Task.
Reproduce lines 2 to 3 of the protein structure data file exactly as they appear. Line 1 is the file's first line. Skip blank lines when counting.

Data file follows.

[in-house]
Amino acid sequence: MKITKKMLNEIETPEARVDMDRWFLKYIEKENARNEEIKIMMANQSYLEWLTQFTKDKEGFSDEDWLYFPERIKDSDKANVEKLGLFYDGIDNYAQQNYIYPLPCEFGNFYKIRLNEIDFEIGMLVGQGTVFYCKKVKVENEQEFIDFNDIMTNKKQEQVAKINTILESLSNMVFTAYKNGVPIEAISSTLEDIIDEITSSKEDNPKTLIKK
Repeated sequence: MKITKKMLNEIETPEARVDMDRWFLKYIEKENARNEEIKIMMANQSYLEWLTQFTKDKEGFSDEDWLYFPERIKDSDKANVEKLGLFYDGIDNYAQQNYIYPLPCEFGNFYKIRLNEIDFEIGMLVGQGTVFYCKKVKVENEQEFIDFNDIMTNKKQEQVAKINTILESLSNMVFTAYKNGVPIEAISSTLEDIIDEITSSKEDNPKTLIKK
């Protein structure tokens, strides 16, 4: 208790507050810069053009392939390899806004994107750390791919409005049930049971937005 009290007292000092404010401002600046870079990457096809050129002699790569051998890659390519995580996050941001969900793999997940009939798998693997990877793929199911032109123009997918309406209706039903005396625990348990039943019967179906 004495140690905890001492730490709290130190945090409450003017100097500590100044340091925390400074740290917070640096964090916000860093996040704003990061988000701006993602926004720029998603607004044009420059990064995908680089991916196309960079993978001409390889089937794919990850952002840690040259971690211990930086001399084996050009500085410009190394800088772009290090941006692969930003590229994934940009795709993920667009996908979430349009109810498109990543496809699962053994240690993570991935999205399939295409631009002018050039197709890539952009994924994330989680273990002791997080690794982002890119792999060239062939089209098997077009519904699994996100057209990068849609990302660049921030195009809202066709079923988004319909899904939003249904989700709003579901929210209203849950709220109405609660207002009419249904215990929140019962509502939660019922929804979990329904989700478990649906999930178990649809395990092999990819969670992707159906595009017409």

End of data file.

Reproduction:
Amino acid sequence: MKITKKMLNEIETPEARVDMDRWFLKYIEKENARNEEIKIMMANQSYLEWLTQFTKDKEGFSDEDWLYFPERIKDSDKANVEKLGLFYDGIDNYAQQNYIYPLPCEFGNFYKIRLNEIDFEIGMLVGQGTVFYCKKVKVENEQEFIDFNDIMTNKKQEQVAKINTILESLSNMVFTAYKNGVPIEAISSTLEDIIDEITSSKEDNPKTLIKK
Repeated sequence: MKITKKMLNEIETPEARVDMDRWFLKYIEKENARNEEIKIMMANQSYLEWLTQFTKDKEGFSDEDWLYFPERIKDSDKANVEKLGLFYDGIDNYAQQNYIYPLPCEFGNFYKIRLNEIDFEIGMLVGQGTVFYCKKVKVENEQEFIDFNDIMTNKKQEQVAKINTILESLSNMVFTAYKNGVPIEAISSTLEDIIDEITSSKEDNPKTLIKK